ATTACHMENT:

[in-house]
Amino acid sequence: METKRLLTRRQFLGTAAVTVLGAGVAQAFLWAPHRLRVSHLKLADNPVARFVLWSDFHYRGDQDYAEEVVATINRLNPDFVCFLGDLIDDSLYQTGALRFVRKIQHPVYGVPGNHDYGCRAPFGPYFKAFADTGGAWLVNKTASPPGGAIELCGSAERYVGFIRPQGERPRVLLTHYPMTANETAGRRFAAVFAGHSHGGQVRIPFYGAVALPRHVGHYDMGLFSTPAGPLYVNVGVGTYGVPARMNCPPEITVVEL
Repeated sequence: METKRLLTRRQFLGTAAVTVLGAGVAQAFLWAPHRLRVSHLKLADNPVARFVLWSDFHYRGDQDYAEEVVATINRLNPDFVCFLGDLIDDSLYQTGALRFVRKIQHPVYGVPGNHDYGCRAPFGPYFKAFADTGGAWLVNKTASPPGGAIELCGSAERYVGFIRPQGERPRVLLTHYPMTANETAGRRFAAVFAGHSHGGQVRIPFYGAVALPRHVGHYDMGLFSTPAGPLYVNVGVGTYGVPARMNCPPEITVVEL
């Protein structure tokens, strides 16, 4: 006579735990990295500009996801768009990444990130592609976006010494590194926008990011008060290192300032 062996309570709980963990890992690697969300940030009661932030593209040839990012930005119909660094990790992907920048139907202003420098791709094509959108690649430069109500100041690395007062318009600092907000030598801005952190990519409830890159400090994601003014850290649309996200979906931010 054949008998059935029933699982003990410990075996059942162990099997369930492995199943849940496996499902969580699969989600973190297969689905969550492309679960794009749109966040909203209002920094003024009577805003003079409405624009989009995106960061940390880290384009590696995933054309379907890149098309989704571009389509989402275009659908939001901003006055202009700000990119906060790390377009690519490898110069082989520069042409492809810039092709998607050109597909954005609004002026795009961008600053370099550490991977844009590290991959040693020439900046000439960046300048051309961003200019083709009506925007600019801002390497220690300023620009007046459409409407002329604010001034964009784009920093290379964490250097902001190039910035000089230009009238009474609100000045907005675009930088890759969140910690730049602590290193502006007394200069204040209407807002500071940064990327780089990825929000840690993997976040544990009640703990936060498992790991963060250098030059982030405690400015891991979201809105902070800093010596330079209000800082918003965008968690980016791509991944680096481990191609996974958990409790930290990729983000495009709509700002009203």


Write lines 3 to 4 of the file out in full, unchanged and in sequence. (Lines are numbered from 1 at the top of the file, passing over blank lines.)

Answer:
Repeated sequence: METKRLLTRRQFLGTAAVTVLGAGVAQAFLWAPHRLRVSHLKLADNPVARFVLWSDFHYRGDQDYAEEVVATINRLNPDFVCFLGDLIDDSLYQTGALRFVRKIQHPVYGVPGNHDYGCRAPFGPYFKAFADTGGAWLVNKTASPPGGAIELCGSAERYVGFIRPQGERPRVLLTHYPMTANETAGRRFAAVFAGHSHGGQVRIPFYGAVALPRHVGHYDMGLFSTPAGPLYVNVGVGTYGVPARMNCPPEITVVEL
């Protein structure tokens, strides 16, 4: 006579735990990295500009996801768009990444990130592609976006010494590194926008990011008060290192300032 062996309570709980963990890992690697969300940030009661932030593209040839990012930005119909660094990790992907920048139907202003420098791709094509959108690649430069109500100041690395007062318009600092907000030598801005952190990519409830890159400090994601003014850290649309996200979906931010 054949008998059935029933699982003990410990075996059942162990099997369930492995199943849940496996499902969580699969989600973190297969689905969550492309679960794009749109966040909203209002920094003024009577805003003079409405624009989009995106960061940390880290384009590696995933054309379907890149098309989704571009389509989402275009659908939001901003006055202009700000990119906060790390377009690519490898110069082989520069042409492809810039092709998607050109597909954005609004002026795009961008600053370099550490991977844009590290991959040693020439900046000439960046300048051309961003200019083709009506925007600019801002390497220690300023620009007046459409409407002329604010001034964009784009920093290379964490250097902001190039910035000089230009009238009474609100000045907005675009930088890759969140910690730049602590290193502006007394200069204040209407807002500071940064990327780089990825929000840690993997976040544990009640703990936060498992790991963060250098030059982030405690400015891991979201809105902070800093010596330079209000800082918003965008968690980016791509991944680096481990191609996974958990409790930290990729983000495009709509700002009203």